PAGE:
Bofills Båge during construction, 1990. Photo: Kjell-Arne Larsson (image cropped).

The Architecture of Deregulations

International Conference

11.3 2016


Welcome to an international conference about postmodernism, politics and the built environment in Europe, 1975–1995. The conference is organized by Catharina Gabrielsson and Helena Mattsson, KTH School of Architecture in collaboration with Moderna Museet.

Among the speakers are Penelope Dean, Associate Professor at School of Architecture, University of Illinois at Chicago, Timothy Hyde, Clarence H. Blackall Associate Professor in Architectural History at the Massachusetts Institute of Technology, Ann Kockelhorn, Architectural historian and urban researcher at the Department of Architecture at ETH Zurich, Léa-Catherine Szacka, Associate Professor at the Oslo School of Architecture and Design, Jeremy Till, Architect, educator, writer and Head of Central Saint Martins.

Moderator: Sven-Olov Wallenstein, Professor, Södertörn University.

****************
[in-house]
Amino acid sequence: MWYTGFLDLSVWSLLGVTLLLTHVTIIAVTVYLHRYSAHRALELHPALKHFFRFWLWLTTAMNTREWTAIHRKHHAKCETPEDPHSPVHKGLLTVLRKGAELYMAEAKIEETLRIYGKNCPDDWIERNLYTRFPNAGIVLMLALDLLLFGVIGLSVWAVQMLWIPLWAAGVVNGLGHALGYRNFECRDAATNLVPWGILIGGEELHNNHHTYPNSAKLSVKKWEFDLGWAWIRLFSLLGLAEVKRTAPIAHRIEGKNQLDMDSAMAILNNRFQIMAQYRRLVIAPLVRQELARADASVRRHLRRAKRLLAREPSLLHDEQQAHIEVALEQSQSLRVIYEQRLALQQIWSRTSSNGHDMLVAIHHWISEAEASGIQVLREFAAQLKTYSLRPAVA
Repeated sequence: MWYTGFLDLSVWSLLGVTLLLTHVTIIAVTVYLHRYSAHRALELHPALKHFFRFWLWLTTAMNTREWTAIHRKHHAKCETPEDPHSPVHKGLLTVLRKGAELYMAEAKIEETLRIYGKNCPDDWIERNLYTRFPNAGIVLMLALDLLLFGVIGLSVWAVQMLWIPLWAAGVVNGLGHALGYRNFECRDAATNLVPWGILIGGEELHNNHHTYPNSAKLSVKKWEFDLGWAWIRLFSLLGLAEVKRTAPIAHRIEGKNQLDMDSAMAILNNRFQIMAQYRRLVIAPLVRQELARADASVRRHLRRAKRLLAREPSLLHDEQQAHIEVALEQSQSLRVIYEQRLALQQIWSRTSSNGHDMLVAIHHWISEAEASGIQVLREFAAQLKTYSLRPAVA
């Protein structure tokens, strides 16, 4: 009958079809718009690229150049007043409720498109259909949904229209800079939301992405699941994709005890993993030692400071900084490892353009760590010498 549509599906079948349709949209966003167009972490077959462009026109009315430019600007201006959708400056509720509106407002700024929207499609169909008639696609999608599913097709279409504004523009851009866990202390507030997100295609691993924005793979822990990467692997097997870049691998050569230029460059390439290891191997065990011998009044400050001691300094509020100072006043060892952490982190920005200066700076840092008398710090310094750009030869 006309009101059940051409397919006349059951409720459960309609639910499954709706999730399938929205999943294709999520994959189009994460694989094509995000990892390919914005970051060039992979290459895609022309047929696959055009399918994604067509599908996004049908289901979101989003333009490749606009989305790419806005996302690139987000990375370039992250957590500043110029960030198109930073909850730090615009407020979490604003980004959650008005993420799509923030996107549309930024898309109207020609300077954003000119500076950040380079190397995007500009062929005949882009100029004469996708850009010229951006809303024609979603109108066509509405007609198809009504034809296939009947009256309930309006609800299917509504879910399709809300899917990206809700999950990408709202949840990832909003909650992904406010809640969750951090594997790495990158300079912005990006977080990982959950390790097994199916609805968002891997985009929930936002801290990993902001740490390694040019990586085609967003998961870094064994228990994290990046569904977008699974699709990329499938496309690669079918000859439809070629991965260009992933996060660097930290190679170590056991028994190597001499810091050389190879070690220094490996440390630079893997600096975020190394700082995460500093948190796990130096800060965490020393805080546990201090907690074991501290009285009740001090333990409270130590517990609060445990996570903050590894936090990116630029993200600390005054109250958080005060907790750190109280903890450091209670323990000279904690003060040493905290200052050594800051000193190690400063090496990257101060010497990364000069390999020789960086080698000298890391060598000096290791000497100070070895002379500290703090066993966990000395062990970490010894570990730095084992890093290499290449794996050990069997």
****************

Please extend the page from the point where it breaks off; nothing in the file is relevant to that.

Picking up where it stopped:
If modernism in European architecture is associated with a socialist agenda and the implementation of the welfare state, shaped by architects in close proximity to politicians, the role and identity of postmodernism as a socio-political phenomenon appears far more uncertain. How does the heterogeneous flux of critiques and affirmations known as postmodernism in architecture relate to a broader political sphere and to new social ideals that emerge after the post-war years? How does architecture respond to the extensive transformations in politics and economics that many European countries undergo in the latter half of the 20th century, marked by the gradual dismantling of the welfare state and the subsequent ‘triumph’ of liberalism and global capitalism?

By adopting ‘deregulations’ as a banner heading for these multi-scalar, geographically varied, yet interconnected processes – spanning from public management, jurisdiction to market conditions – the matter of architecture’s role vis-à-vis incremental social change rises to the fore, again. Does architecture merely respond to or materialise changing conditions in matters like jurisdiction, industry, public management, planning procedures or housing politics, or does it also somehow contribute to, transmit and provoke the production of sensibilities that make these transformations possible?

The hypothesis underpinning this conference is that postmodern architecture – much like functionalism/modernism that went before – holds a reciprocal relationship to society; that it, precisely as ‘style’, has the capacity to enforce, generate and perhaps even forebode that change of sensibilities known as an ideological shift.

More about this program